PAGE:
039Whenever the saint fell ill while he was still on his throne, this blessed prince had a highly skilled Syrian physician named Peter who also came with him to the monastery. When he saw his master in such voluntary poverty, he moved to Kiev, and began a practice of medicine. He often visited the saint at the monastery and continually admonished him to take more care of his health. Moreover, the saint’s brothers had instructed the physician to implore their brother to care for himself, to eat more and to work less. Peter continually strove to make St. Nicholas fast less strictly and to accept gifts, so he would not live in such poverty. ‘If you continue with such a life of deprivation, you will fall ill and die before your time,’ Peter admonished. The saint responded with words from the Holy Scripture, ‘Brother Peter, I have discerned that it is not necessary to be gentle to my flesh, lest it become covetous of the spirit and raise a struggle against me. Let it be humbled and weakened. And if it does become weakened then the Apostle has given us the Lord’s own promise, My grace is sufficient for you: for My strength is made perfect in weakness (2 Cor. 12, 9). The same Apostle said, the sufferings of this present life are not worthy of beeing compared with the glory that shall be revealed in us (Rm. 8, 18). However, this all is impossible without fasting and toil, for fasting is the mother of chastity and purity. It is said, He humbled them in the labour of their heart (Ps. 106, 12). Thus, I thank God that He freed me from worldly work and made me a slave to His slaves, these blessed monks. For, being a prince, I work in a monastic image for the King of kings. Let my brothers worry about themselves, for every man shall bear his own burden (Gal. 6, 5). It is enough for them to have my authority which I forsook in the earthly princedom for the sake of the heavenly kingdom, and I have suffered the loss of all things that I may win Christ (Phil. 3, 8). And why do you threaten me that in my abstinence and labour I might die? For to live is Christ and to die is gain (Phil. 1, 21).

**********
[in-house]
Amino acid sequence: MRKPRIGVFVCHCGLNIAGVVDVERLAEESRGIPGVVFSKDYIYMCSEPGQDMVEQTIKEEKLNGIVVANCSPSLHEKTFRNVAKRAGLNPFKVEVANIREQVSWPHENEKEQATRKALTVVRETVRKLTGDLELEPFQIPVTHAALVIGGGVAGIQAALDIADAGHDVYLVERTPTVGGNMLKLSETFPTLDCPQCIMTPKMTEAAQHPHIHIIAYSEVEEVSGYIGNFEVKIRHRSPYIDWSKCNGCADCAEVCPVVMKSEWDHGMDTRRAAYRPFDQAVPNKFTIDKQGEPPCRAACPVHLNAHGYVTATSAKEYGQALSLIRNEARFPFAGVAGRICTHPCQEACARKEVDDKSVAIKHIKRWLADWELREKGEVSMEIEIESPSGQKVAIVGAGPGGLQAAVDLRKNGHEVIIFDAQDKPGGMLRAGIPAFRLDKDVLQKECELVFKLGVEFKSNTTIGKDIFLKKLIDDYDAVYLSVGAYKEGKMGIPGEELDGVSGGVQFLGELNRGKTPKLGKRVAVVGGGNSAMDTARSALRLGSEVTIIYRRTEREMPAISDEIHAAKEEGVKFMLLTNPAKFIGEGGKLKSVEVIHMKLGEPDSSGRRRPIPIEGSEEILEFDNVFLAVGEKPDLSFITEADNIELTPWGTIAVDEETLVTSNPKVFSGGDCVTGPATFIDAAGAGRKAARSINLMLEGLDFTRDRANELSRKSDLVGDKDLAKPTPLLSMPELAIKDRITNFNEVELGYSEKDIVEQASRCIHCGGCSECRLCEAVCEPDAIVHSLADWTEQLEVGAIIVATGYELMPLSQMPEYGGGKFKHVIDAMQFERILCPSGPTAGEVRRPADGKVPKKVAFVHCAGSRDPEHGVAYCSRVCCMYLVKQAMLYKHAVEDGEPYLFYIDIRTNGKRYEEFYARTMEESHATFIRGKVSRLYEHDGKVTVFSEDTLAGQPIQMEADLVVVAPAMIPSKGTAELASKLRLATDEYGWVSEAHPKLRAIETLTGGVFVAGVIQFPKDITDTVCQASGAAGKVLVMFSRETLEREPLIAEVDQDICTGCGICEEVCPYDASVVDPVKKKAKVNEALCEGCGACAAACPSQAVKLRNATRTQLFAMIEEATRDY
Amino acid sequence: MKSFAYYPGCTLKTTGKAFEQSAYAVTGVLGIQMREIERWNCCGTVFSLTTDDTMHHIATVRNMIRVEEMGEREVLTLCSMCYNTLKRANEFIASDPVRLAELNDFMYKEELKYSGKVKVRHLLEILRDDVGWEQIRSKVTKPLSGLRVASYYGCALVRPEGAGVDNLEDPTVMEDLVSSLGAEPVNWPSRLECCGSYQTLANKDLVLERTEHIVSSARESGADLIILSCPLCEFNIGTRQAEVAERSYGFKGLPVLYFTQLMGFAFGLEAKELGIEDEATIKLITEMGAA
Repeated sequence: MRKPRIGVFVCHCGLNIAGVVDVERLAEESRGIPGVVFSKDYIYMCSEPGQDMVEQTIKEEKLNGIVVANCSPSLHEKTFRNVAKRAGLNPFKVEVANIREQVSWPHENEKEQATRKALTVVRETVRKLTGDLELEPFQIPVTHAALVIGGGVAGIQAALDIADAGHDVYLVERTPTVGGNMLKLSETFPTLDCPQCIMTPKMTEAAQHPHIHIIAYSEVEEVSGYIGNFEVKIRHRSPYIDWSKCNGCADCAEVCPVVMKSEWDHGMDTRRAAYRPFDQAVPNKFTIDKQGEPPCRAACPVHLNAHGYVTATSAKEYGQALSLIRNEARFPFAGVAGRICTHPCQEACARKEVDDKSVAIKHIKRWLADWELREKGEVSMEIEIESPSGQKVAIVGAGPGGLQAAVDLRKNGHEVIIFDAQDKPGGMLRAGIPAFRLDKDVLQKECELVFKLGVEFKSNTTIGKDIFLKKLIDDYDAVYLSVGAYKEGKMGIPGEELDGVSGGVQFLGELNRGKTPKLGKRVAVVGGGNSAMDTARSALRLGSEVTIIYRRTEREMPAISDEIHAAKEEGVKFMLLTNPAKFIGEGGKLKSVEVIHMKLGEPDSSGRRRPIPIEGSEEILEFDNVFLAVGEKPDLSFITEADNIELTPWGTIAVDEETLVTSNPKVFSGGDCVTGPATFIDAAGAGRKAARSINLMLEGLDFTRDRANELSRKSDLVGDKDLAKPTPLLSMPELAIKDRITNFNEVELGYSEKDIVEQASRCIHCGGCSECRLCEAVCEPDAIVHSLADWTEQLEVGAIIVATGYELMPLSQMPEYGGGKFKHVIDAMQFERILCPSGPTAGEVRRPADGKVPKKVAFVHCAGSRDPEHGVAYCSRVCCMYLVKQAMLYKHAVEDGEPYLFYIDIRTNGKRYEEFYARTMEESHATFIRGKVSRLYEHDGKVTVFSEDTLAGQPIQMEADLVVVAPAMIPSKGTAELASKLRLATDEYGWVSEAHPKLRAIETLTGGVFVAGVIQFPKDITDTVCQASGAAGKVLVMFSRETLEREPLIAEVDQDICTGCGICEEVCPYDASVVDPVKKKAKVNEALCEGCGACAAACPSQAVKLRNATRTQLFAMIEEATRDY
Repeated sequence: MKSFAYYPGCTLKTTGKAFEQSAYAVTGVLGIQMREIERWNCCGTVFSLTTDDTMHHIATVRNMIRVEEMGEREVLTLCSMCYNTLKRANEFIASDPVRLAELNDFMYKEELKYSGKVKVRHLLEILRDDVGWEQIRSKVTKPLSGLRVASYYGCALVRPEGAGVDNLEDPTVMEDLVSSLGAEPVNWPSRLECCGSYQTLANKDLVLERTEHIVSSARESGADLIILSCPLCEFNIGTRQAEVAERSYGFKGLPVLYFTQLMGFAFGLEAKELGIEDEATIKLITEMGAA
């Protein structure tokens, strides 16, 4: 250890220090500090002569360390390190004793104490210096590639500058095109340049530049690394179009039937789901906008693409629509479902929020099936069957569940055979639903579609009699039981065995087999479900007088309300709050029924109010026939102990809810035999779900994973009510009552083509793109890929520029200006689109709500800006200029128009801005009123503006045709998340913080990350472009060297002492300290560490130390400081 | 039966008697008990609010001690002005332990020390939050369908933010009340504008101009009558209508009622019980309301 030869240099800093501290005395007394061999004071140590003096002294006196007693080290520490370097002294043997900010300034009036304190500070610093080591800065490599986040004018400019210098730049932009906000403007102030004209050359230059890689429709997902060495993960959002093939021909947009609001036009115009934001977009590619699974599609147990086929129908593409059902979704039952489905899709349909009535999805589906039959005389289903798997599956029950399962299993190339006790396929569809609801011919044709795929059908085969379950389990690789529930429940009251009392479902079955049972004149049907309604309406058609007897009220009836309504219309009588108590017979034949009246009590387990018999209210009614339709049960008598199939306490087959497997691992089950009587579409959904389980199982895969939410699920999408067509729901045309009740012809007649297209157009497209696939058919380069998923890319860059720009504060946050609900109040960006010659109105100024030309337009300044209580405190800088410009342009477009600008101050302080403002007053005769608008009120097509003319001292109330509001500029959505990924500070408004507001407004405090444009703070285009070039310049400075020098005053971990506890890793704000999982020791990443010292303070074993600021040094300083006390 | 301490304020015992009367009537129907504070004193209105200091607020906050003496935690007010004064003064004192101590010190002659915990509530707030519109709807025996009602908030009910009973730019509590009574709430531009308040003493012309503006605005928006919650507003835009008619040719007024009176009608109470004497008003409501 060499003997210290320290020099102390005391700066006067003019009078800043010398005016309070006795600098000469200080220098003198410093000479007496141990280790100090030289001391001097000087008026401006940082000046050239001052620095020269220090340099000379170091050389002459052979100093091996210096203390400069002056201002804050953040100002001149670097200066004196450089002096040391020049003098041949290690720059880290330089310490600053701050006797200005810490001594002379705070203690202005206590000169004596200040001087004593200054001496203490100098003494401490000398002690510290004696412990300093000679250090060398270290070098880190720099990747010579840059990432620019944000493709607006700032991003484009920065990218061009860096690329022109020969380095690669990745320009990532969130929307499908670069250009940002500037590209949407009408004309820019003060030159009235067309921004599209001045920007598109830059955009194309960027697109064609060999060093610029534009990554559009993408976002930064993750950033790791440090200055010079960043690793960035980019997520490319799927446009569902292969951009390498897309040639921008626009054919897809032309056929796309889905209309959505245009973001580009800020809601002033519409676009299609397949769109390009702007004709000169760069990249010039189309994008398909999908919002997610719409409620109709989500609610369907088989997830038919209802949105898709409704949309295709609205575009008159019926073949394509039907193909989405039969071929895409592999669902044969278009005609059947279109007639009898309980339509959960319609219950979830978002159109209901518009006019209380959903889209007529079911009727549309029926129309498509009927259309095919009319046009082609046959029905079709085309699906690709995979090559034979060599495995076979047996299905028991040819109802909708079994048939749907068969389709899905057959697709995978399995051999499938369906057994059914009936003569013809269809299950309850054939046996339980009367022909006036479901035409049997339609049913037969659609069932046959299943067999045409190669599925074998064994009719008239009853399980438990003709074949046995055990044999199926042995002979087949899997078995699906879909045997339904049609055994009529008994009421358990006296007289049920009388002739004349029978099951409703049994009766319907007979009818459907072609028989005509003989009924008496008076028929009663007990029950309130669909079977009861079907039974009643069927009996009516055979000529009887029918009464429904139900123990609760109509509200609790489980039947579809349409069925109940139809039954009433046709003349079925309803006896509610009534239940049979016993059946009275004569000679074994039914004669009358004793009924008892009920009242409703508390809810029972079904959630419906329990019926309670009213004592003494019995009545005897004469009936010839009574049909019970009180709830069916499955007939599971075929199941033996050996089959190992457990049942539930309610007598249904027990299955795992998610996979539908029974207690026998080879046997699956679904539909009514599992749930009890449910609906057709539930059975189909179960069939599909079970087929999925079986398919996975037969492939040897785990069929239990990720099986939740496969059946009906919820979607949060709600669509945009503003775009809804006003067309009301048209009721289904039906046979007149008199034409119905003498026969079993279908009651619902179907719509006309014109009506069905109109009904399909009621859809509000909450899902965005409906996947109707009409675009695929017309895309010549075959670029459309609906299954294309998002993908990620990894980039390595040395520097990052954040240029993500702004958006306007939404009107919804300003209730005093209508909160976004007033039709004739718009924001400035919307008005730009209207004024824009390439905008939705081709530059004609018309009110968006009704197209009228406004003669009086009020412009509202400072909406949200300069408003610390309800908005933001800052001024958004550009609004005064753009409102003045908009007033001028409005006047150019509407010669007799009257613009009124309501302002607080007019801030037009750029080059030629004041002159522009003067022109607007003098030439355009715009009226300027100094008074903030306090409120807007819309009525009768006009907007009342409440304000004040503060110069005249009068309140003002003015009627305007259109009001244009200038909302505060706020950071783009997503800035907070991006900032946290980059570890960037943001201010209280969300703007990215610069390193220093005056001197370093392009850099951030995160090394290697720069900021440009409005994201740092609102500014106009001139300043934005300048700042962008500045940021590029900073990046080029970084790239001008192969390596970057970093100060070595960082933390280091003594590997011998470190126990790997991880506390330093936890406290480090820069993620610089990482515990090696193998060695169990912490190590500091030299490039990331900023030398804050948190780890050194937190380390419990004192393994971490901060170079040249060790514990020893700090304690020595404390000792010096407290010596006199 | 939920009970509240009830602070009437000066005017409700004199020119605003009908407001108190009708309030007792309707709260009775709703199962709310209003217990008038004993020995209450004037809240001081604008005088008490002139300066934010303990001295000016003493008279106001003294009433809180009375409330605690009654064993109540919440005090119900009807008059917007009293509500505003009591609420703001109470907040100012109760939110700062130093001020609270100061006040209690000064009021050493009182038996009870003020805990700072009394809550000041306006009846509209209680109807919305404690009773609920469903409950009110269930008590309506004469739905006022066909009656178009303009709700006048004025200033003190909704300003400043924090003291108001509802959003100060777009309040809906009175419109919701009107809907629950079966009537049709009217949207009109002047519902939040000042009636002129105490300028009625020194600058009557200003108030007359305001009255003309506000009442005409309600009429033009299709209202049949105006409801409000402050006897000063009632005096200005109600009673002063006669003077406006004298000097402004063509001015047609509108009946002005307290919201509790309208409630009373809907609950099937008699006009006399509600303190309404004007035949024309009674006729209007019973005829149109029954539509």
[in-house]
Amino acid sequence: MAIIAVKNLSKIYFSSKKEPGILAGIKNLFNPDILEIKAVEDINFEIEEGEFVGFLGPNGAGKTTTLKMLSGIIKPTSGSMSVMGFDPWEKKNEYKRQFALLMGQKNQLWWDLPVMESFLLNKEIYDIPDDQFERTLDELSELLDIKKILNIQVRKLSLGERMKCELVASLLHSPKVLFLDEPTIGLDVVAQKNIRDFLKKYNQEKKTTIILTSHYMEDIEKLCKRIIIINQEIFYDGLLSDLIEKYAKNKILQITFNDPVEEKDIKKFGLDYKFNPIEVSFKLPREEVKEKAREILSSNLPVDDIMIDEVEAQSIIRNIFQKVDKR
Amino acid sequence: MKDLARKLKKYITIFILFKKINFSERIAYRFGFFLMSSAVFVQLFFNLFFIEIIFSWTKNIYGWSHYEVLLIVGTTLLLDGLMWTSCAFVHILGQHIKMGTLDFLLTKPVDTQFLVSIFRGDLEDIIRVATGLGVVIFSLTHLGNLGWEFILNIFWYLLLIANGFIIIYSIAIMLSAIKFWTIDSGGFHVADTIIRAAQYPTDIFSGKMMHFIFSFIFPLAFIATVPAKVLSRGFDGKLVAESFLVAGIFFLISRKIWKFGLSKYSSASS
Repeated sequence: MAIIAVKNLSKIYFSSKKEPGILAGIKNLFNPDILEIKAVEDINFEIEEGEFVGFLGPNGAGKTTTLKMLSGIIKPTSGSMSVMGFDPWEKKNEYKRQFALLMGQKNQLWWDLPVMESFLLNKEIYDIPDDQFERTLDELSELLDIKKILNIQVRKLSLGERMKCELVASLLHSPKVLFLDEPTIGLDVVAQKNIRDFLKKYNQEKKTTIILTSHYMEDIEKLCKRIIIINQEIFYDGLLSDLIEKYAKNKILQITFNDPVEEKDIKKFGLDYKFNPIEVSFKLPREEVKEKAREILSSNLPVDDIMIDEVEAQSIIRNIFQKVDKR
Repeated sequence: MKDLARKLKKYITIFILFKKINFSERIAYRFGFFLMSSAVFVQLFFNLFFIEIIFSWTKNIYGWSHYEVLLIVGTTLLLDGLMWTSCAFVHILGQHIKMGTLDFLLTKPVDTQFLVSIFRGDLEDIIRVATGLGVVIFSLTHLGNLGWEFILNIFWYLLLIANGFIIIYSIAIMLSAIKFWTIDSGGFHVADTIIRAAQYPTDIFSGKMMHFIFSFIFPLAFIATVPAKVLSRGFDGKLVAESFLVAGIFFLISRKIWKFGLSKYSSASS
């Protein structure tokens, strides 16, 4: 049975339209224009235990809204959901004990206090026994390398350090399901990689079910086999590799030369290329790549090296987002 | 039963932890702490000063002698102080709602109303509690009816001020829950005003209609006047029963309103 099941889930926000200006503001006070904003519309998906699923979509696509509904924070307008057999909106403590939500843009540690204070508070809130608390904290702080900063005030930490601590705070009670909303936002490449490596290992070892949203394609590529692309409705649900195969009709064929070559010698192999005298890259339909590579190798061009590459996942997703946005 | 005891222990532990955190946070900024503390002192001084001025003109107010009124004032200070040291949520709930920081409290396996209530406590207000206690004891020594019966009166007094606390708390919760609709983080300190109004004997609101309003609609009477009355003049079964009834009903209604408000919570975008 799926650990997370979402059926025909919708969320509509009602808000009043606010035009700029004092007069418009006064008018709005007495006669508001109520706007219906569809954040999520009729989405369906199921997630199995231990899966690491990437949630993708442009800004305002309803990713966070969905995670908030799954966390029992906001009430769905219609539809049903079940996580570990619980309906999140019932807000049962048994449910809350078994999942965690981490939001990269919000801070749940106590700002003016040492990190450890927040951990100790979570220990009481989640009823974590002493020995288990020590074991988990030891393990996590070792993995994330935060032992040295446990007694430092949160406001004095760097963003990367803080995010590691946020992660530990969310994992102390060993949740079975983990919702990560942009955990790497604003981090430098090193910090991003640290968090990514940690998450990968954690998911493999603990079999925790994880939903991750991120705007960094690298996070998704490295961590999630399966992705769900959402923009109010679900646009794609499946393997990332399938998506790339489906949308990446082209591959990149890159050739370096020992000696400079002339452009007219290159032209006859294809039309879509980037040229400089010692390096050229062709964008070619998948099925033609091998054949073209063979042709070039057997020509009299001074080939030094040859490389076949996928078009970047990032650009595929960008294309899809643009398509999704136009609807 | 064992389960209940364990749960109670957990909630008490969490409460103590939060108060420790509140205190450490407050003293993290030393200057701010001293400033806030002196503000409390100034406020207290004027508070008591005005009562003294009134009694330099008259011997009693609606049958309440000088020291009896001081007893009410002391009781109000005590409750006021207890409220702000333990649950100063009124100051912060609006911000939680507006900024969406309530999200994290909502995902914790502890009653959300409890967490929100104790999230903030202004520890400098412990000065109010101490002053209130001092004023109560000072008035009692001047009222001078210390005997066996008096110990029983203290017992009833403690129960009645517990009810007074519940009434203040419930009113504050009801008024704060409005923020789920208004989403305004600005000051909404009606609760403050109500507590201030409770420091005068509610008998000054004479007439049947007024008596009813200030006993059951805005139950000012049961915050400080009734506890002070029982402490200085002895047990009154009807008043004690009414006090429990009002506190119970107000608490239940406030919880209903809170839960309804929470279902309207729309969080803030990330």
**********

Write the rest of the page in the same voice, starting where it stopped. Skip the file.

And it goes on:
Peter would prepare medicinal herbs and bring them to him. But St. Nicholas never took medicines, and, at times, he would already be made well by God before the physician even arrived. Once, the physician himself fell ill and the saint sent word to him saying, ‘If you do not take your medicines, you will become well in three days, otherwise you will suffer much.’ Peter did not obey and, consequently, he nearly died. Only the prayers of the saint saved him.

Later, the physician became seriously ill and St. Nicholas again sent word, ‘You will be well on the third day if you do not take any medication.’ This time Peter obeyed and recovered on the third day.

St. Nicholas sent for the healed one and said to him, ‘Peter, you should be tonsured into the monastic image and work for the Lord in this monastery together with me; I shall depart from this world in three months’ time.’